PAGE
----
Airport Operator Magazine - Spring

A High Court decision this year confirming an increase in Bristol Airport’s cap on passenger numbers will result in an improved airport offering more flights to a wider range of destinations, according to the airport’s CEO, Dave Lees.

He told The Airport Operator that the High Court go-ahead for an increase in Bristol’s annual ceiling on passenger numbers from 10m to 12m will lead to a much-mproved customer experience, including a “transformational” new public transport interchange, and encourage airlines to introduce new destinations and increased frequencies.

Lees said that lifting the cap “unlocks at long last what our customers quite rightly want in terms of an improved experience. It enables us to now start building the right facilities to give passengers a much-improved customer experience, including security, immigration and commercial offerings”. He said that construction would start this year on “our flagship project”, a new public transport interchange directly opposite the terminal building and linked to arrivals and departures by a covered plaza area. The project is due to be completed in 2025.

This year will also see the publication of Bristol’s carbon action plan, with the airport already committed to an ambitious target to be net zero for its own operations by 2030. The principal elements of the plan are electrification of the vehicle fleet, already under way, the introduction of air source heating in the terminal building to replace gas-fired boilers and increasing self-generation by constructing a 1.6 MW solar array on the airport to deliver just under 25% on-site solar generation by 2025.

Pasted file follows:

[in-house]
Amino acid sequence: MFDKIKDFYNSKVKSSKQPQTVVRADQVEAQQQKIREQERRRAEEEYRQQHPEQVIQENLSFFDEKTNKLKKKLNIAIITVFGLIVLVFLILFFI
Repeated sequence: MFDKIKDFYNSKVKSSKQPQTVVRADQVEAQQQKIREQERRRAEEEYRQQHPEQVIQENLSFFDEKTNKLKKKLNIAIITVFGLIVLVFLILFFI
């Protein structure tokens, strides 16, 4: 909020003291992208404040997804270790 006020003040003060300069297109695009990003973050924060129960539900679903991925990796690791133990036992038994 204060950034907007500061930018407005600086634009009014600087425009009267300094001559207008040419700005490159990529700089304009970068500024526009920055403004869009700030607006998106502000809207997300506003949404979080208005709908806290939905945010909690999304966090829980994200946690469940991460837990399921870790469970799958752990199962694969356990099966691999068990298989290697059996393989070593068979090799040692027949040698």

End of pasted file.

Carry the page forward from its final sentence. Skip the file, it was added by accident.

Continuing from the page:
Lees acknowledged that the bigger challenge for aviation will be to decarbonise flights. Seeking to make a contribution to that broader objective, Bristol Airport has entered a unique UK partnership with Airbus to explore hydrogen technology. Working with EasyJet and EDF’s Hynamics, the partnership will scope out the infrastructure requirements for the hydrogen-powered aircraft of the future. It will look at how to handle and refuel the aircraft safely, where production can come from, how it will be transported to the airport and then stored and distributed to the aircraft

Full Article on pages 32 - 34

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